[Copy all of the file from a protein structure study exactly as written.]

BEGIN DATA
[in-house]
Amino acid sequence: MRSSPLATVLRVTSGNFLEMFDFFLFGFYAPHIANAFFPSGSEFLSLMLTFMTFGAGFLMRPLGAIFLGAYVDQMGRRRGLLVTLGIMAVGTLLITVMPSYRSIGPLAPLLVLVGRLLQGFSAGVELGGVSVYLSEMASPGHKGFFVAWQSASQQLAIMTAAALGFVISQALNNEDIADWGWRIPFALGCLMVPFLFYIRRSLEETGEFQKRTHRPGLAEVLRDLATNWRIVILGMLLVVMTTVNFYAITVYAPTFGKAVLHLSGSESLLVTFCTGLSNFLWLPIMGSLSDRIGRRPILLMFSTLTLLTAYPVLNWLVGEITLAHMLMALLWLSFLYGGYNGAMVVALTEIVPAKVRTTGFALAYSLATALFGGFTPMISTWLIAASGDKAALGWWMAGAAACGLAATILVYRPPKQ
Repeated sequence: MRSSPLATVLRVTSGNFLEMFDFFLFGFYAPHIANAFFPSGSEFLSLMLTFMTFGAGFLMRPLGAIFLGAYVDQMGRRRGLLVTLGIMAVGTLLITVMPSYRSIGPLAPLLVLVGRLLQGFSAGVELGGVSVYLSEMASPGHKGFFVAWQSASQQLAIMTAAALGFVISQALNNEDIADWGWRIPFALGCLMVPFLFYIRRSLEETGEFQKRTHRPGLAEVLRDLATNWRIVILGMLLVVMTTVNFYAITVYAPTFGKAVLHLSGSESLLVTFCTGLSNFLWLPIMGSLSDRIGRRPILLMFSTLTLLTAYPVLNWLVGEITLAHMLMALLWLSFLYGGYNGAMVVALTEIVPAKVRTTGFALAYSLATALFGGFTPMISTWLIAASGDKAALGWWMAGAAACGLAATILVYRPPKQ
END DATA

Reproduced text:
[in-house]
Amino acid sequence: MRSSPLATVLRVTSGNFLEMFDFFLFGFYAPHIANAFFPSGSEFLSLMLTFMTFGAGFLMRPLGAIFLGAYVDQMGRRRGLLVTLGIMAVGTLLITVMPSYRSIGPLAPLLVLVGRLLQGFSAGVELGGVSVYLSEMASPGHKGFFVAWQSASQQLAIMTAAALGFVISQALNNEDIADWGWRIPFALGCLMVPFLFYIRRSLEETGEFQKRTHRPGLAEVLRDLATNWRIVILGMLLVVMTTVNFYAITVYAPTFGKAVLHLSGSESLLVTFCTGLSNFLWLPIMGSLSDRIGRRPILLMFSTLTLLTAYPVLNWLVGEITLAHMLMALLWLSFLYGGYNGAMVVALTEIVPAKVRTTGFALAYSLATALFGGFTPMISTWLIAASGDKAALGWWMAGAAACGLAATILVYRPPKQ
Repeated sequence: MRSSPLATVLRVTSGNFLEMFDFFLFGFYAPHIANAFFPSGSEFLSLMLTFMTFGAGFLMRPLGAIFLGAYVDQMGRRRGLLVTLGIMAVGTLLITVMPSYRSIGPLAPLLVLVGRLLQGFSAGVELGGVSVYLSEMASPGHKGFFVAWQSASQQLAIMTAAALGFVISQALNNEDIADWGWRIPFALGCLMVPFLFYIRRSLEETGEFQKRTHRPGLAEVLRDLATNWRIVILGMLLVVMTTVNFYAITVYAPTFGKAVLHLSGSESLLVTFCTGLSNFLWLPIMGSLSDRIGRRPILLMFSTLTLLTAYPVLNWLVGEITLAHMLMALLWLSFLYGGYNGAMVVALTEIVPAKVRTTGFALAYSLATALFGGFTPMISTWLIAASGDKAALGWWMAGAAACGLAATILVYRPPKQ